You've heard the expression, “Take credit where credit is due.” The tax law presents you with a number of tax credits as incentives for certain business actions or merely to help you reduce your tax bill. Some credits are only for actions taken by your business; others are personal in nature. As a self-employed person, any credit to which you are entitled is an offset to your personal taxes. In other words, you figure your taxes and then apply the credits to reduce the tax bill. So in the end, it doesn't matter whether the credit is business or personal.
The reductions from tax credits can be substantial. Tax credits are more valuable than tax deductions; their value does not depend on your tax bracket.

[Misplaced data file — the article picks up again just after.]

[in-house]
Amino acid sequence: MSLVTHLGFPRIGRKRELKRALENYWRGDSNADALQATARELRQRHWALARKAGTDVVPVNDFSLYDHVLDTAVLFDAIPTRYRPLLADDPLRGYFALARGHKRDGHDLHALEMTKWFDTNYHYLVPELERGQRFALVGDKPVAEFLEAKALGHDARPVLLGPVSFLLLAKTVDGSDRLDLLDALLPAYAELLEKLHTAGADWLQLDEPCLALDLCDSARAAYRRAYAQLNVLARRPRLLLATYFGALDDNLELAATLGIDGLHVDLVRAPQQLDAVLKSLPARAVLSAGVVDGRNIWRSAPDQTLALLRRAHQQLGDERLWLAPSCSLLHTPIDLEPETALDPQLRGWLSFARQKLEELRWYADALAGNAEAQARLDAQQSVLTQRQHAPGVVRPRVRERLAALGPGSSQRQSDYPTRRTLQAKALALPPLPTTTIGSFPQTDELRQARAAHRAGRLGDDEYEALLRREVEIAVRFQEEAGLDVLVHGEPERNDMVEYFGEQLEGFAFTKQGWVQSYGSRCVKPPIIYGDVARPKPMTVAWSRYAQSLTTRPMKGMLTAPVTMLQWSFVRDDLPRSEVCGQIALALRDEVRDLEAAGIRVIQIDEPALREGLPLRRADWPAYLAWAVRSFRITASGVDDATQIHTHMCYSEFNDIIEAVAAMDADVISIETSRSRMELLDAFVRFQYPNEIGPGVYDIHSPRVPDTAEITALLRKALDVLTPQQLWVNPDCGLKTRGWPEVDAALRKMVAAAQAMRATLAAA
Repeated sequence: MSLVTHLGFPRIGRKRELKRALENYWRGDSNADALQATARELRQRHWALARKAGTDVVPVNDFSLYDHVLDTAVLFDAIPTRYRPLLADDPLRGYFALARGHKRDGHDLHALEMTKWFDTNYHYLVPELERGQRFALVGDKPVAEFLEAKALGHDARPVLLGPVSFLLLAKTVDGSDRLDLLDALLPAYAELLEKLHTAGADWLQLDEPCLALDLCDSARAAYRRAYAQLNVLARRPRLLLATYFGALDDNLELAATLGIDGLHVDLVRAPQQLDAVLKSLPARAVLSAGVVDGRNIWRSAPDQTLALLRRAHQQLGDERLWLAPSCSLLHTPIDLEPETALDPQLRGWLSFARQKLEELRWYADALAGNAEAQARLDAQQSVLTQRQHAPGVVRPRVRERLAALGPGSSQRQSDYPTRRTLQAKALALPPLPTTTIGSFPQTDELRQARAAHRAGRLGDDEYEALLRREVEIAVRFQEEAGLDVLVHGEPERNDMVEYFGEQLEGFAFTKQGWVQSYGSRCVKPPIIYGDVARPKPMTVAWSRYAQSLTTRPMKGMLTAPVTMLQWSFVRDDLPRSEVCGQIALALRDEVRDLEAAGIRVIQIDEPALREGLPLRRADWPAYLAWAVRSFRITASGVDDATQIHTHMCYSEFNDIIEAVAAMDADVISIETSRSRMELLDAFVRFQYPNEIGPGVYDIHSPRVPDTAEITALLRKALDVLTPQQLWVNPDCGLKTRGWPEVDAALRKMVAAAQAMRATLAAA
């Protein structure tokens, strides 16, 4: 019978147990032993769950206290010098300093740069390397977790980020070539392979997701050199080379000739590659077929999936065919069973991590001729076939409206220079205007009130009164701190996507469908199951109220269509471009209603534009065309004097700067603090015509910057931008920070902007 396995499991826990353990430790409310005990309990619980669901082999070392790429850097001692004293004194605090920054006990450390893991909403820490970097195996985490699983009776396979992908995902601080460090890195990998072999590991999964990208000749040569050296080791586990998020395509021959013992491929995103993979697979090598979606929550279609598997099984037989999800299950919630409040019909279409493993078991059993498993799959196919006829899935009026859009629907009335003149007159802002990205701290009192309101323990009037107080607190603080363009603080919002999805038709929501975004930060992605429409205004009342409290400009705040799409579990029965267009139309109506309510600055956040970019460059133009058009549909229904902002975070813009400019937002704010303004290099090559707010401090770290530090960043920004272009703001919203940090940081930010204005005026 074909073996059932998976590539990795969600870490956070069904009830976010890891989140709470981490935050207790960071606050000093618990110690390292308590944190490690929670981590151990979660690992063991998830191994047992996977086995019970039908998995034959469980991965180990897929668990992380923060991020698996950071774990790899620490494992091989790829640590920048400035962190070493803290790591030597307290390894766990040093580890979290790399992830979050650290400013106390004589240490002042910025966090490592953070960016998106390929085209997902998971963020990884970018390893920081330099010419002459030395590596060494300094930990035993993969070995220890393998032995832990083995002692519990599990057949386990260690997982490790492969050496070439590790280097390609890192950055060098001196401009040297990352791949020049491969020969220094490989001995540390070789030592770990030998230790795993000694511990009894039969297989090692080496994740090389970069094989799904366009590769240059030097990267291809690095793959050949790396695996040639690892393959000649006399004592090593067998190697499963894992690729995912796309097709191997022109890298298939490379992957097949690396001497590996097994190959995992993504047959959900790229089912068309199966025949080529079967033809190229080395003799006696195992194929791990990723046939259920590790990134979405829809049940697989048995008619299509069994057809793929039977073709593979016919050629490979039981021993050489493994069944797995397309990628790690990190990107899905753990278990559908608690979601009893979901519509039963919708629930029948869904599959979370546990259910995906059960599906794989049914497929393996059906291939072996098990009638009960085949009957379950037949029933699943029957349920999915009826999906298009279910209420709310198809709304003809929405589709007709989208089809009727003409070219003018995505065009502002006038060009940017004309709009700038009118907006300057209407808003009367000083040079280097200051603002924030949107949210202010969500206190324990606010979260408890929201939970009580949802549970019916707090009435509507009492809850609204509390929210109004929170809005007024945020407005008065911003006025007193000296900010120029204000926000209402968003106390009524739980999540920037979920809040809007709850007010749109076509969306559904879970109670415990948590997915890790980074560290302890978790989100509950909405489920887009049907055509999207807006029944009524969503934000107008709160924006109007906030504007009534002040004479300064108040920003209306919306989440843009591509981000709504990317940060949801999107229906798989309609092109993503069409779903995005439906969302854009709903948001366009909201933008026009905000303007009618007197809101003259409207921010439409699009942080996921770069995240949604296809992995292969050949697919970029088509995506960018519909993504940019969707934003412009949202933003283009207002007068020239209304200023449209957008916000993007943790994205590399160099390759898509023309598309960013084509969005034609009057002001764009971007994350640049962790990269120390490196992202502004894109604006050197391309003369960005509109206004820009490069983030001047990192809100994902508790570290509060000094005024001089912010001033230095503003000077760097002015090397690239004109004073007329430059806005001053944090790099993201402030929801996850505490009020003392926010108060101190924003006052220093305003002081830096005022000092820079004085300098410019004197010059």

You are in the 25% tax bracket and have a $1,000 in deductions. The deduction reduces your taxes by $250. If you'd been in the 35% bracket, you would have saved $350 in taxes by taking these deductions. In contrast, a $1,000 tax credit reduces your taxes by $1,000, regardless of whether you're in the 25%, 35%, or any other tax bracket.
Certain actions you take in business can result in a tax credit. These actions include conducting research, hiring certain workers, setting up a retirement to cover employees, and making your facilities more accessible to the handicapped. If you work alone as a consultant, likely you don't qualify for ...